A man holds a bird as a crowd gathers to protest in the neighbourhood of Yolo in Kinshasa on December 20, 2016. AFP photo / Eduardo Soteras
Seventeen people have been killed in clashes between DR Congo police and members of a cult that believes the end of President Joseph Kabila's mandate will usher in the apocalypse, a regional governor said Thursday.
Bienvenu Esimba, governor of DR Congo's northwestern Mongala province, said the clashes broke out Wednesday in the provincial capital Lisala when members of the sect burned dozens of houses and attacked a market before launching an assault on local electoral commission offices.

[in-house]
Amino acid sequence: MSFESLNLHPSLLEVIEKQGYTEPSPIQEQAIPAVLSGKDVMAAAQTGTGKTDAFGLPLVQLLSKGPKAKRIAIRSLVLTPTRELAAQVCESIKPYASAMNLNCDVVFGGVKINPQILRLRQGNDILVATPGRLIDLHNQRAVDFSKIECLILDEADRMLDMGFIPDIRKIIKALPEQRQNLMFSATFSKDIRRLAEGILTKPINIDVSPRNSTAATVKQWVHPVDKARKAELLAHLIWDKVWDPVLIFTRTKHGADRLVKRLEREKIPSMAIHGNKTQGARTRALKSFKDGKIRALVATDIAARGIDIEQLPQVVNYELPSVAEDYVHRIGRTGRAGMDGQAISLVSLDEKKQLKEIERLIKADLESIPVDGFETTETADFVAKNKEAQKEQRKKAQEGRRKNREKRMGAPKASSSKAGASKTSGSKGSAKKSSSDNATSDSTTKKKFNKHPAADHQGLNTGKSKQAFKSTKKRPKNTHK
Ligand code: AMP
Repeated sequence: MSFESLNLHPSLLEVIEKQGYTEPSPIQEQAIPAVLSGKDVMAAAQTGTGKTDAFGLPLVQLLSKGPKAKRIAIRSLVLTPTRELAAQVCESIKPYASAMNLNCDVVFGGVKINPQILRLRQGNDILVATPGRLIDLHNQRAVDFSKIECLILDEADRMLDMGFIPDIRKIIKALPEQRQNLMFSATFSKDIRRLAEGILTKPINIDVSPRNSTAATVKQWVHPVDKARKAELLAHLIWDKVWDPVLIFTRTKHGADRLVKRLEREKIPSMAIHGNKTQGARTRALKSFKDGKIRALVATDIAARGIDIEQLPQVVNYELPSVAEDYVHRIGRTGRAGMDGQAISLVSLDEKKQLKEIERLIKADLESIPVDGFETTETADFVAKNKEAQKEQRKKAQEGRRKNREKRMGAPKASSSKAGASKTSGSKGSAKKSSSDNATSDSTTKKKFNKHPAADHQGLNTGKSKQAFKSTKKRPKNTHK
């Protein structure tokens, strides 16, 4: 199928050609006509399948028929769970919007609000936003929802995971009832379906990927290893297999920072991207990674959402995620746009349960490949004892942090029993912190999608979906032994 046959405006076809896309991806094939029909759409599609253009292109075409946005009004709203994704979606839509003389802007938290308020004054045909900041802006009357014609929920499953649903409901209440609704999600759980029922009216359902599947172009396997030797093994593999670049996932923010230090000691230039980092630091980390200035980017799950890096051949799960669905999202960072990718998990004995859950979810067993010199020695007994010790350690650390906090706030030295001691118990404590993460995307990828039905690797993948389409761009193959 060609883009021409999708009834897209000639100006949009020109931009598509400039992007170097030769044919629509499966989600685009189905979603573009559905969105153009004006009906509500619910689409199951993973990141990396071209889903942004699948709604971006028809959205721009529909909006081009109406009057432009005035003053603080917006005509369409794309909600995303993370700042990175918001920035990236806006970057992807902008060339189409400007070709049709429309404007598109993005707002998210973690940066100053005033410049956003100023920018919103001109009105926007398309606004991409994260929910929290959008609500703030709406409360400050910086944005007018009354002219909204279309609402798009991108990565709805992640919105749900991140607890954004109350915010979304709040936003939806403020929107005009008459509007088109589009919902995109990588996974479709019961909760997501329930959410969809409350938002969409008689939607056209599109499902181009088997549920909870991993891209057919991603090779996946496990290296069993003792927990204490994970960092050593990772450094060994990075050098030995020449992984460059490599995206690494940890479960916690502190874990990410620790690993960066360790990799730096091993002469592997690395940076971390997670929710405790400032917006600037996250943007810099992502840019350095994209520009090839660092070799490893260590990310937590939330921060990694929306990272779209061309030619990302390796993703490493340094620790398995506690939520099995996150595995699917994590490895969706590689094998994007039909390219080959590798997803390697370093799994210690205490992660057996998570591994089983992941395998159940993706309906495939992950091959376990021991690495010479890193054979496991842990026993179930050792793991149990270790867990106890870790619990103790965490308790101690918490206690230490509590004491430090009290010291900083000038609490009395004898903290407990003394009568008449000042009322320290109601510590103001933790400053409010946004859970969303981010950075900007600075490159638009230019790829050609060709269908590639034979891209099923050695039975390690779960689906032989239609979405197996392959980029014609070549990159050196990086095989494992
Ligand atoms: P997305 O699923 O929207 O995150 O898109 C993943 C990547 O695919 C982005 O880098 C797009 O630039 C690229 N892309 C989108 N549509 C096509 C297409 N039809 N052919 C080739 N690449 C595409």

"The toll from the clashes is 14 militiamen from the political-religious cult and three dead police officers," Esimba told AFP by telephone, adding that cult leader Wami-Nene was among those killed.
A local Catholic priest confirmed that cult members had launched the attack.
DR Congo is mired in political crisis two days after Kabila's second and final term in office had been due to end on December 20, with no indications that he is planning to step down.
Esimba said the cult members, armed with AK-47 assault rifles, had burned 47 houses and attacked the offices of the electoral commission because they judged the institution to be "useless".
Troops had to step in to "neutralise" the guru Wami-Nene during the three hours of violence until midday on Wednesday, he said, adding that security forces had "acted in legitimate defence".
The situation was calm by Thursday morning, Esimba said.
Lisala lies on the Congo river deep in the rainforest, some 1,000 kilometres (600 miles) northeast of the capital Kinshasa.